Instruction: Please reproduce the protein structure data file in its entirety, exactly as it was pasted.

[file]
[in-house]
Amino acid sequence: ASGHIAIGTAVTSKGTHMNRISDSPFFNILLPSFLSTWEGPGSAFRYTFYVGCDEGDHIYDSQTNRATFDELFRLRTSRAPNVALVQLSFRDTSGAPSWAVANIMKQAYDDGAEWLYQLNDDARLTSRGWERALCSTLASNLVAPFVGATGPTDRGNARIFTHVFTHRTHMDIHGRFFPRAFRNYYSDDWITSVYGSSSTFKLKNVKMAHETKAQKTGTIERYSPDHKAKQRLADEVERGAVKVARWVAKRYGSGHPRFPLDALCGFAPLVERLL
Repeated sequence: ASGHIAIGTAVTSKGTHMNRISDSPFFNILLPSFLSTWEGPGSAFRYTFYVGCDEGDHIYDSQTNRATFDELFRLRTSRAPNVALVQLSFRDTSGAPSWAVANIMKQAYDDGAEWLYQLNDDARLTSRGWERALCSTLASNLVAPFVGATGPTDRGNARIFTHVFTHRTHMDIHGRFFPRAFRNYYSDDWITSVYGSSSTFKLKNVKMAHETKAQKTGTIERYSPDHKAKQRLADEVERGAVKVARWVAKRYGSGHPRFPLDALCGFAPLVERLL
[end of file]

[in-house]
Amino acid sequence: ASGHIAIGTAVTSKGTHMNRISDSPFFNILLPSFLSTWEGPGSAFRYTFYVGCDEGDHIYDSQTNRATFDELFRLRTSRAPNVALVQLSFRDTSGAPSWAVANIMKQAYDDGAEWLYQLNDDARLTSRGWERALCSTLASNLVAPFVGATGPTDRGNARIFTHVFTHRTHMDIHGRFFPRAFRNYYSDDWITSVYGSSSTFKLKNVKMAHETKAQKTGTIERYSPDHKAKQRLADEVERGAVKVARWVAKRYGSGHPRFPLDALCGFAPLVERLL
Repeated sequence: ASGHIAIGTAVTSKGTHMNRISDSPFFNILLPSFLSTWEGPGSAFRYTFYVGCDEGDHIYDSQTNRATFDELFRLRTSRAPNVALVQLSFRDTSGAPSWAVANIMKQAYDDGAEWLYQLNDDARLTSRGWERALCSTLASNLVAPFVGATGPTDRGNARIFTHVFTHRTHMDIHGRFFPRAFRNYYSDDWITSVYGSSSTFKLKNVKMAHETKAQKTGTIERYSPDHKAKQRLADEVERGAVKVARWVAKRYGSGHPRFPLDALCGFAPLVERLL